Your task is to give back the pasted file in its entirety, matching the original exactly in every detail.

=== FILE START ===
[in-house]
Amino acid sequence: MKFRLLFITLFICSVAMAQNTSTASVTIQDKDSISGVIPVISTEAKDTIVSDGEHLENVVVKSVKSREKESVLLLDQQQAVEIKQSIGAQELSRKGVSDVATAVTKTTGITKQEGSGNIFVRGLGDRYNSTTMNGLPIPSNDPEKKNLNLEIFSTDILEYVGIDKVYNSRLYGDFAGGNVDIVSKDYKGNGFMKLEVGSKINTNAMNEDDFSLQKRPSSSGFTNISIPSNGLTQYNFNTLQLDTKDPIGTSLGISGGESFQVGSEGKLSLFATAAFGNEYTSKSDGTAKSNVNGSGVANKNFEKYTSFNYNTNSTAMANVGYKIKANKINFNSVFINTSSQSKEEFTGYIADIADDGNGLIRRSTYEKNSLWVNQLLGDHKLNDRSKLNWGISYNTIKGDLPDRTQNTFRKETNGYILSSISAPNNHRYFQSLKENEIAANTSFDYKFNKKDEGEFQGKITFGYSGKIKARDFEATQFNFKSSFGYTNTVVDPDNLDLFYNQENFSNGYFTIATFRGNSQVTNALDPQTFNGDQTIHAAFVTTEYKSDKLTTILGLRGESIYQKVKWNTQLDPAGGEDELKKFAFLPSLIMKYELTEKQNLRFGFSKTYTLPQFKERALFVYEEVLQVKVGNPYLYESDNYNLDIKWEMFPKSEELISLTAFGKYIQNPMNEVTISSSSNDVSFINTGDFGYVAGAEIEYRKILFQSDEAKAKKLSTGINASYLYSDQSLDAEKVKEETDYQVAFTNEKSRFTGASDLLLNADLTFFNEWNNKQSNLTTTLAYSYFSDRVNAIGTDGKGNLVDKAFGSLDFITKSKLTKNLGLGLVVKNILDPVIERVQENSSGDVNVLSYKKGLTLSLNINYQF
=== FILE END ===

[in-house]
Amino acid sequence: MKFRLLFITLFICSVAMAQNTSTASVTIQDKDSISGVIPVISTEAKDTIVSDGEHLENVVVKSVKSREKESVLLLDQQQAVEIKQSIGAQELSRKGVSDVATAVTKTTGITKQEGSGNIFVRGLGDRYNSTTMNGLPIPSNDPEKKNLNLEIFSTDILEYVGIDKVYNSRLYGDFAGGNVDIVSKDYKGNGFMKLEVGSKINTNAMNEDDFSLQKRPSSSGFTNISIPSNGLTQYNFNTLQLDTKDPIGTSLGISGGESFQVGSEGKLSLFATAAFGNEYTSKSDGTAKSNVNGSGVANKNFEKYTSFNYNTNSTAMANVGYKIKANKINFNSVFINTSSQSKEEFTGYIADIADDGNGLIRRSTYEKNSLWVNQLLGDHKLNDRSKLNWGISYNTIKGDLPDRTQNTFRKETNGYILSSISAPNNHRYFQSLKENEIAANTSFDYKFNKKDEGEFQGKITFGYSGKIKARDFEATQFNFKSSFGYTNTVVDPDNLDLFYNQENFSNGYFTIATFRGNSQVTNALDPQTFNGDQTIHAAFVTTEYKSDKLTTILGLRGESIYQKVKWNTQLDPAGGEDELKKFAFLPSLIMKYELTEKQNLRFGFSKTYTLPQFKERALFVYEEVLQVKVGNPYLYESDNYNLDIKWEMFPKSEELISLTAFGKYIQNPMNEVTISSSSNDVSFINTGDFGYVAGAEIEYRKILFQSDEAKAKKLSTGINASYLYSDQSLDAEKVKEETDYQVAFTNEKSRFTGASDLLLNADLTFFNEWNNKQSNLTTTLAYSYFSDRVNAIGTDGKGNLVDKAFGSLDFITKSKLTKNLGLGLVVKNILDPVIERVQENSSGDVNVLSYKKGLTLSLNINYQF